Monday, December 3, 2018

On Switching From an iPad Pro and a MacBook to a Pixelbook

Fraser Speirs (tweet):

When Google Drive launched in 2012, we started making more use of it and Google Docs. In the six years since, we have really gone all-in on these apps. I was never a huge fan of web-based software but we started with one particular project where we cut so much time and effort out of the process that I couldn’t help but get interested.


Fast forward to 2018 and virtually all of the work I do at school is now in Google Docs. I don’t think I’ve created anything new outside Google Docs for a couple of years now.


My school runs on GSuite but we usually access it through iPads. What I have found, though, is that the GSuite iOS apps are not very good. They lack important (and sometimes basic) functionality found in the web version of GSuite and they take a long time to adopt iOS platform features.


The point, though, is that GSuite is so powerful and so much at the heart of everything I do at school that if you asked me to decide between giving up GSuite and giving up iPad, I’m afraid iPad has to go. It is for this reason that I have been vocally advocating that Apple make iOS Safari as close to a “desktop class” browser as it can be.

Zac Cichy:

Why does Apple get called out for how poorly G Suite works on iOS, and not Google for making sub-par iOS apps?

Foad Afshari:

It is oftentimes said to be Apple’s problem versus the users’ problem. What if I like to use iOS and G Suite? Why do I as a user have to suffer for it?

Keith Edwards:

Why does everyone accept that you can’t set default apps on iOS? Why am I given a worse experience for a premium product because I choose to use apps outside of apples services ecosystem and how it is legal to not provide an option to switch?

Update (2018-12-27): See also: Hacker News.

6 Comments RSS · Twitter

Sören Nils Kuklau

The word "privacy" doesn't appear a single time in Fraser's post, which is troubling given that he's talking about trusting Google with his students' data.

Instead, Fraser points out how "cheap" Chromebooks are. Which isn't surprising, given that Google's business model isn't focused on making profits from hardware sales.

Students' parents aren't really given a choice; if you don't consent, your kid doesn't get to use the teacher's software, which opens them up to bullying.

(Germany is facing a similarly worrying problem, where teachers have started creating WhatsApp with their students for homework purposes.)

I do sympathize with the idea that Apple hasn't done enough to push the iPad in recent years, and also with the reality that school budgets are tight, making Apple relatively unappealing.

I do not, however, look forward to a reality that is worse than the 1990s: where previously, we "merely" locked students into a platform (be it the Mac, Windows + Office, or even Adobe's tools), we now on top of that also donate our data (and that of our peers, without their consent) wholesale.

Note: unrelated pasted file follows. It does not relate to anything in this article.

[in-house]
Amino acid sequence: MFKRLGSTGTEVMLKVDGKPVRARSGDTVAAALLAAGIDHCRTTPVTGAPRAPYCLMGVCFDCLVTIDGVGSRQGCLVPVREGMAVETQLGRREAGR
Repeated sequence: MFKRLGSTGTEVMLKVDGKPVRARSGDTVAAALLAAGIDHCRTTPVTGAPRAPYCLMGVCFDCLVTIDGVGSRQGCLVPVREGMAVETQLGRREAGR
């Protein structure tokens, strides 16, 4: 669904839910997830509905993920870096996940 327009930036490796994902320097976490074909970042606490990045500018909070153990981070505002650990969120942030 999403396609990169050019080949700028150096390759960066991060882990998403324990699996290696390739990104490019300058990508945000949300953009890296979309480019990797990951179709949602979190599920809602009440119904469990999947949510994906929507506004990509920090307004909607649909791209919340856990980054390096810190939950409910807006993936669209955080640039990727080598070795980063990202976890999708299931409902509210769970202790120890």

I use GSuite at work and have problems with it on Safari for Mac. Every day Gmail gets stuck in the wrong fixed scroll position, tabs reload when I switch back to them, occasionally my mouse cursor turns into a spinning beachball that can only be fixed by quitting and relaunching the browser.

I don’t know whether the issue is with Safari or GSuite. But “desktop-class Safari” may not be the only solution needed for the iPad. (Although it would definitely be an improvement.)

@Sören Nils Kuklau

In practice you have to backup your students' data, which means you have to share it with somebody. Moreover, when you get right down to it, most backup services will delegate either to Amazon, Google (via GCloud) or Microsoft.

This even holds if you set up your own server, unless it's a physical box you bought which you locate in a premises you own; which is simple not feasible for the average teacher.

I see no evidence that Google is any worse than most other companies when it comes to privacy: indeed, across the valley, Facebook seems to be the worst. Apple is unique, but they now price their lineup as luxury brands, instead of premium quality, and even with European school funding it's not practical to buy Apple hardware.

With regard to WhatsApp, to day WhatsApp uses point-to-point encryption, and while Facebook begun to nibble at at that, at present it's the safest easiest way to communicate with classes which have a mix of Android and iOS devices. It's certainly safer than SMS, Google Chat, Skype, Viber and most of the other options students might use. I hear people rave about Telegram, but I don't see anyone systematically ensuring that the binary on the Android/iOS app-store is compiled from the open source (cf the recent NPM hack).

For a mixed Android/iOS environment, with mixed Windows/macOS PCs at home for homework, GSuite is the best option.

Sören Nils Kuklau

With regard to WhatsApp, to day WhatsApp uses point-to-point encryption

It’s not the message contents; those are indeed fairly secure.

It’s the contacts. You’re donating a social graph to Facebook without your peers opting in or necessarily even knowing about it. (For example, if your phone address book contains your dentist and plumber, you’ve just given those to Facebook.)

I don’t disagree that GSuite is a good option. Fraser does make good points. I merely propose that an elephant in the room is being ignored.

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